American Cinematographer Magazine

A Master of Mood

Director Sam Mendes finds the paintings of Edward Hopper to be a great source of inspiration. Like Hopper, Mendes strives to create a tableau in which the space surrounding a character is a visual key to the emotional meaning of a scene.

With lighting, what is hidden in shadow may be even more meaningful than what is visible to the eye. Light and shadow do more than just create a mood; they harbor or reveal the thoughts and emotions of the characters depicted. "You look at an Edward Hopper painting and you can study where the light sources are," says Mendes. "Often, the key to his paintings is where he places the light sources."

Mendes is haunted in particular by Hopper's 1939 painting New York Movie, an evocation of actions and emotions that are never revealed. The interior of a movie theater, rendered half in darkness, seems to house the isolated introspection of the human soul. Mendes offers, "In New York Movie, which shows an usherette standing at the side of a cinema, the lighting of the scene is absolutely the source of its poetry. The fact that her face is partially obscured creates a sense of loneliness and desolation. You begin to invent your own story from the imagination [depicted] in the world of the painting."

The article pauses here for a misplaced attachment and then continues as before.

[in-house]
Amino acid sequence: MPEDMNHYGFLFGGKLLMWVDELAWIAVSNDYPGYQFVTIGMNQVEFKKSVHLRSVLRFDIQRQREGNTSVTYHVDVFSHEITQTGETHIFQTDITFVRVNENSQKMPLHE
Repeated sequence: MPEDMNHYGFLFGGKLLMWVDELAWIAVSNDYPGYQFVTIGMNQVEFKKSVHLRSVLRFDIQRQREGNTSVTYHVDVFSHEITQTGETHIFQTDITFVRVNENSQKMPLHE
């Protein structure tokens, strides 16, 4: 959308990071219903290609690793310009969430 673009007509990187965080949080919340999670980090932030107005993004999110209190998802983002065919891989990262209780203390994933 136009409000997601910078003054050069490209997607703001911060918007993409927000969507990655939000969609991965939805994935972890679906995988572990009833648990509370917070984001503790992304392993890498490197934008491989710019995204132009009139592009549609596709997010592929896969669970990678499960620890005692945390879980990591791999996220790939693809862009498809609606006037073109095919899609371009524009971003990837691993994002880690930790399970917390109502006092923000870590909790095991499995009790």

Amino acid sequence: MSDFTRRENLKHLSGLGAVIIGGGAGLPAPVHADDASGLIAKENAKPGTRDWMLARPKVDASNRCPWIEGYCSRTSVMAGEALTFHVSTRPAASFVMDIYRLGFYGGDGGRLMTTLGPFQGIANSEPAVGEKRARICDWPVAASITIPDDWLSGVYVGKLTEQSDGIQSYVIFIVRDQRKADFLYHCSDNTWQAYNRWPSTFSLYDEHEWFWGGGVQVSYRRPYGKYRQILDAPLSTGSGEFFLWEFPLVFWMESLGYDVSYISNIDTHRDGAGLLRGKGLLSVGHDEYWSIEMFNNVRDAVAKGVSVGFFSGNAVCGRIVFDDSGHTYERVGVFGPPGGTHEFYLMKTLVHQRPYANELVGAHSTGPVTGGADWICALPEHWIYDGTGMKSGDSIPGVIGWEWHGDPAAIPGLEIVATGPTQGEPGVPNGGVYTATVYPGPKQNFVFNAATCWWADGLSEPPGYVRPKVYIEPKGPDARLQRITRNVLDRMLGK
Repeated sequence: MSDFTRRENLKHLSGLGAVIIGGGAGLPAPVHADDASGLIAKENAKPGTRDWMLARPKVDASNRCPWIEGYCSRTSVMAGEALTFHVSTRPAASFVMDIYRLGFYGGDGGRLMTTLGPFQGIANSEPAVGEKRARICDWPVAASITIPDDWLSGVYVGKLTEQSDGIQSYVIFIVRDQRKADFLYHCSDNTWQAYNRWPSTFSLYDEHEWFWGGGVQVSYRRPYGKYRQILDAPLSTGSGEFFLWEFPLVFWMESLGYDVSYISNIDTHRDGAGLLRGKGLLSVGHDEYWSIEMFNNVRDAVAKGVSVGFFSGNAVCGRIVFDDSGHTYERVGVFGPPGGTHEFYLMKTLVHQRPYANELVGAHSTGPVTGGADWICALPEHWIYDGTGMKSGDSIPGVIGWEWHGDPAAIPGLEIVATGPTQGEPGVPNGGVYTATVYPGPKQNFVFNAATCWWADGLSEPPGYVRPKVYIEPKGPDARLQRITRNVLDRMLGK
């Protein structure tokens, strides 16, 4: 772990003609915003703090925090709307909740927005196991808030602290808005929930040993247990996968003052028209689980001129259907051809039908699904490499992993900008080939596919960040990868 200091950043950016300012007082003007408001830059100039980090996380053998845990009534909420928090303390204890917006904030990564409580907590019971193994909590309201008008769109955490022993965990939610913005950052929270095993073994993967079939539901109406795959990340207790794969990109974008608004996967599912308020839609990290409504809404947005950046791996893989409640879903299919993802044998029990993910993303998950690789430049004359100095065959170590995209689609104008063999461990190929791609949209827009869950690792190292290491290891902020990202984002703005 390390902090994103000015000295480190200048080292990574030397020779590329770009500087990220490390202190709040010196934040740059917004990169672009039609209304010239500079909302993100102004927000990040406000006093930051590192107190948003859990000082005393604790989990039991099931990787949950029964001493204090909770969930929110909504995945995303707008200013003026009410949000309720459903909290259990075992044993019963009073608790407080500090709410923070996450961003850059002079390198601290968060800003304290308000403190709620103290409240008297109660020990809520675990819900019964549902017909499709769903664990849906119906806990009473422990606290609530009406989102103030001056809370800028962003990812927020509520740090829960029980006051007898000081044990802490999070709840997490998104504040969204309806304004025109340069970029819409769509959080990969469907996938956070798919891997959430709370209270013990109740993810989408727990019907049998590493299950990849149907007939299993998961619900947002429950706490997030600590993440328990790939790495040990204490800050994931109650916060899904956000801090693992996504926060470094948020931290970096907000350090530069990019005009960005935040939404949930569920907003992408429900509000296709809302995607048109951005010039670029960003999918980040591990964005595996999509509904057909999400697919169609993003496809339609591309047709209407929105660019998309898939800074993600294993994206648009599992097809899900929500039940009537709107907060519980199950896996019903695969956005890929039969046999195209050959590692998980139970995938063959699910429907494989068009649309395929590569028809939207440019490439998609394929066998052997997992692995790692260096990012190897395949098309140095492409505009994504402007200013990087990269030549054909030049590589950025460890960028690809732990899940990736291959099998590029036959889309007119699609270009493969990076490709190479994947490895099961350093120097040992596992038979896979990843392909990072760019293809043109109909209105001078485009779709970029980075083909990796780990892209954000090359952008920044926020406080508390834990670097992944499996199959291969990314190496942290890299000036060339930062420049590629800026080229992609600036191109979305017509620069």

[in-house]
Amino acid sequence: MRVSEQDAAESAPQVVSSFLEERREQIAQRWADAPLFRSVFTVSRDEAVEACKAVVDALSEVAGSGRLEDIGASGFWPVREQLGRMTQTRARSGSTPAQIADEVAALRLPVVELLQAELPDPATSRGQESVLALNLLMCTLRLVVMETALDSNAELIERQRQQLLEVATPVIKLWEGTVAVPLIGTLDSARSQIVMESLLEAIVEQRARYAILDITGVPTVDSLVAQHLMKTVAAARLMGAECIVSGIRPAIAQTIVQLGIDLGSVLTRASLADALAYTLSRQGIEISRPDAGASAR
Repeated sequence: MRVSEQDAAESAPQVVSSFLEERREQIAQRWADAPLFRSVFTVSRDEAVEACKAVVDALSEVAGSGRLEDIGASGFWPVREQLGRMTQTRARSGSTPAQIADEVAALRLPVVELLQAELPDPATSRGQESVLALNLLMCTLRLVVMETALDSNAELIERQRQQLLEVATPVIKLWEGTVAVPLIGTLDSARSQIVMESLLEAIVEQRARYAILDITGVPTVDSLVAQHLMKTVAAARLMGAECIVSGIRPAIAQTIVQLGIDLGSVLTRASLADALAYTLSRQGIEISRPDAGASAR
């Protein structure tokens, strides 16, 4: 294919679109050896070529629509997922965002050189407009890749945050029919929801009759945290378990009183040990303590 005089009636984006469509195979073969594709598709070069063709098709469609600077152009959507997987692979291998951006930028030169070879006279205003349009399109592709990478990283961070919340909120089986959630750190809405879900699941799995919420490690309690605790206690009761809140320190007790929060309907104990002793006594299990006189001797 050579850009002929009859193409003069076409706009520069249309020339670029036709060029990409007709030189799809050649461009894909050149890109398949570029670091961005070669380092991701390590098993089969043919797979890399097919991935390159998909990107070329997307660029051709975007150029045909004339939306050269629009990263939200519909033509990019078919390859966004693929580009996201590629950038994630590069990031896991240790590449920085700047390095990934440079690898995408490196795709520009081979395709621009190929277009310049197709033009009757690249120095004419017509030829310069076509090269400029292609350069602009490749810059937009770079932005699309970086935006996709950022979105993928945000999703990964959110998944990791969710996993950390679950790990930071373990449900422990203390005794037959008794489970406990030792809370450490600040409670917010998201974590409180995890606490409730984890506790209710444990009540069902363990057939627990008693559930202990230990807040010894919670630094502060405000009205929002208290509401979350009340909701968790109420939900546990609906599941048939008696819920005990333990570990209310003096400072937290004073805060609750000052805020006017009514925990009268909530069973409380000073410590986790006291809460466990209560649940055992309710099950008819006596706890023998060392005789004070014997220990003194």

Viewers of the painting are inspired to imagine what the usherette is thinking or feeling. The barely visible audience in the theater is also experiencing a film that is merely suggested by an abstract, black-and-white image. "Compositionally, Hopper constantly ensures that your imaginary eye is guided off the frame of the picture," Mendes says. "You begin to imagine what's on either side of the frame. In other words, what's important is what is off camera."

In a way, Hopper's modernist instincts led him to visually convey the theatrical device of silence and the unspoken. "This is something that I feel Conrad Hall does brilliantly," Mendes adds. "Any great painter who uses light in a particular way is working off instinct, and Conrad is instinctive. If you show him a scene, he'll feel the atmosphere in a corridor and he'll light what he feels to be the atmosphere as opposed to how he thinks it ought to be lit logically or rationally."

The modernist tenet that "less is more" applies equally to cinema and painting. Withholding information is often a very effective strategy for generating emotional impact. "Sometimes you know more about emotional states of characters if you can't see their eyes," Mendes submits. "That's quite a dangerous thing to say when you're dealing with actors who are speaking all the time, but people can underestimate the emotional articulation of a shot that isn't a close-up."

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© 2002 American Society of Cinematographers.